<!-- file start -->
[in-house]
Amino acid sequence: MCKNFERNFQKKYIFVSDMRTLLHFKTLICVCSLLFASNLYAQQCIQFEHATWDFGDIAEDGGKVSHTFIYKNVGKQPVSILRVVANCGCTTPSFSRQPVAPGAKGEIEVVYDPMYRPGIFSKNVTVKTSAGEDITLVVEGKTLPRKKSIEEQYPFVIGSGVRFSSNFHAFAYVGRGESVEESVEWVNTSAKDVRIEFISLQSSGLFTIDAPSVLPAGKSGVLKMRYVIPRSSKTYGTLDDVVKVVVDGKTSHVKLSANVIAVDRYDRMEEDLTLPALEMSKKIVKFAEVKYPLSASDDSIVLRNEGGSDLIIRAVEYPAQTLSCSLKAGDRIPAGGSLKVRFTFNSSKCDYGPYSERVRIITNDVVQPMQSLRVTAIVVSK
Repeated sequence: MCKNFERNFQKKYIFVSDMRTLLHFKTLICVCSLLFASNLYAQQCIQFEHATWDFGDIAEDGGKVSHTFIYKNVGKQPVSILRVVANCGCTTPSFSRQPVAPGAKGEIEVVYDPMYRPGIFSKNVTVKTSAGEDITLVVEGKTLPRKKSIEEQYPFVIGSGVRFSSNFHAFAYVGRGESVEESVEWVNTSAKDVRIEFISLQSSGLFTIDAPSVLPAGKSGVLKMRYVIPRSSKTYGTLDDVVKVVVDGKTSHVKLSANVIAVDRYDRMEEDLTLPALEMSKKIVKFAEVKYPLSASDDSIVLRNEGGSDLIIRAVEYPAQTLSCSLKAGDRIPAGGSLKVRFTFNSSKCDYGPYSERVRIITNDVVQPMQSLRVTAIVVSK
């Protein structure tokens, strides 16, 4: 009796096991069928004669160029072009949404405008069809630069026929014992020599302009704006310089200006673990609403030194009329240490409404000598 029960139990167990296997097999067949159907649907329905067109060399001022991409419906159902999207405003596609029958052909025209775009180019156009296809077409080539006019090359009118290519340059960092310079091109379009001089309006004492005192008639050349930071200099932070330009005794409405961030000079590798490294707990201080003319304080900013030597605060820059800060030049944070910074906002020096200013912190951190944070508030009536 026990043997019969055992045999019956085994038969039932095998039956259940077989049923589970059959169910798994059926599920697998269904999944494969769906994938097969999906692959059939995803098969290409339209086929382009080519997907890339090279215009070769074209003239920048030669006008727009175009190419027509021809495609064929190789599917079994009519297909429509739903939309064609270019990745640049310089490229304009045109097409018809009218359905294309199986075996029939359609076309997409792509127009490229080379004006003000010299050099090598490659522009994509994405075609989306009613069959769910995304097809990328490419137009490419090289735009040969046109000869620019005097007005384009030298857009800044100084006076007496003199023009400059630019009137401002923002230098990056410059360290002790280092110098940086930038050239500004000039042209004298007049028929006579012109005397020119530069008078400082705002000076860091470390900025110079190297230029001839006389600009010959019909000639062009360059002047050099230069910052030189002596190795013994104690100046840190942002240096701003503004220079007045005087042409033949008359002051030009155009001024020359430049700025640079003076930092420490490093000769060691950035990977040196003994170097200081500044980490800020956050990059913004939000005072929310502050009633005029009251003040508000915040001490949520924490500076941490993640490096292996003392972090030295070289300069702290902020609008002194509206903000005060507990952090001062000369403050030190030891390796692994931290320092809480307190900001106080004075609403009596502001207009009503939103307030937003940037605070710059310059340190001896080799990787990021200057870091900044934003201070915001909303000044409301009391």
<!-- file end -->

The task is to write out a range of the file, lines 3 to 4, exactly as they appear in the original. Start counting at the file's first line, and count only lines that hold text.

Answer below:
Repeated sequence: MCKNFERNFQKKYIFVSDMRTLLHFKTLICVCSLLFASNLYAQQCIQFEHATWDFGDIAEDGGKVSHTFIYKNVGKQPVSILRVVANCGCTTPSFSRQPVAPGAKGEIEVVYDPMYRPGIFSKNVTVKTSAGEDITLVVEGKTLPRKKSIEEQYPFVIGSGVRFSSNFHAFAYVGRGESVEESVEWVNTSAKDVRIEFISLQSSGLFTIDAPSVLPAGKSGVLKMRYVIPRSSKTYGTLDDVVKVVVDGKTSHVKLSANVIAVDRYDRMEEDLTLPALEMSKKIVKFAEVKYPLSASDDSIVLRNEGGSDLIIRAVEYPAQTLSCSLKAGDRIPAGGSLKVRFTFNSSKCDYGPYSERVRIITNDVVQPMQSLRVTAIVVSK
């Protein structure tokens, strides 16, 4: 009796096991069928004669160029072009949404405008069809630069026929014992020599302009704006310089200006673990609403030194009329240490409404000598 029960139990167990296997097999067949159907649907329905067109060399001022991409419906159902999207405003596609029958052909025209775009180019156009296809077409080539006019090359009118290519340059960092310079091109379009001089309006004492005192008639050349930071200099932070330009005794409405961030000079590798490294707990201080003319304080900013030597605060820059800060030049944070910074906002020096200013912190951190944070508030009536 026990043997019969055992045999019956085994038969039932095998039956259940077989049923589970059959169910798994059926599920697998269904999944494969769906994938097969999906692959059939995803098969290409339209086929382009080519997907890339090279215009070769074209003239920048030669006008727009175009190419027509021809495609064929190789599917079994009519297909429509739903939309064609270019990745640049310089490229304009045109097409018809009218359905294309199986075996029939359609076309997409792509127009490229080379004006003000010299050099090598490659522009994509994405075609989306009613069959769910995304097809990328490419137009490419090289735009040969046109000869620019005097007005384009030298857009800044100084006076007496003199023009400059630019009137401002923002230098990056410059360290002790280092110098940086930038050239500004000039042209004298007049028929006579012109005397020119530069008078400082705002000076860091470390900025110079190297230029001839006389600009010959019909000639062009360059002047050099230069910052030189002596190795013994104690100046840190942002240096701003503004220079007045005087042409033949008359002051030009155009001024020359430049700025640079003076930092420490490093000769060691950035990977040196003994170097200081500044980490800020956050990059913004939000005072929310502050009633005029009251003040508000915040001490949520924490500076941490993640490096292996003392972090030295070289300069702290902020609008002194509206903000005060507990952090001062000369403050030190030891390796692994931290320092809480307190900001106080004075609403009596502001207009009503939103307030937003940037605070710059310059340190001896080799990787990021200057870091900044934003201070915001909303000044409301009391």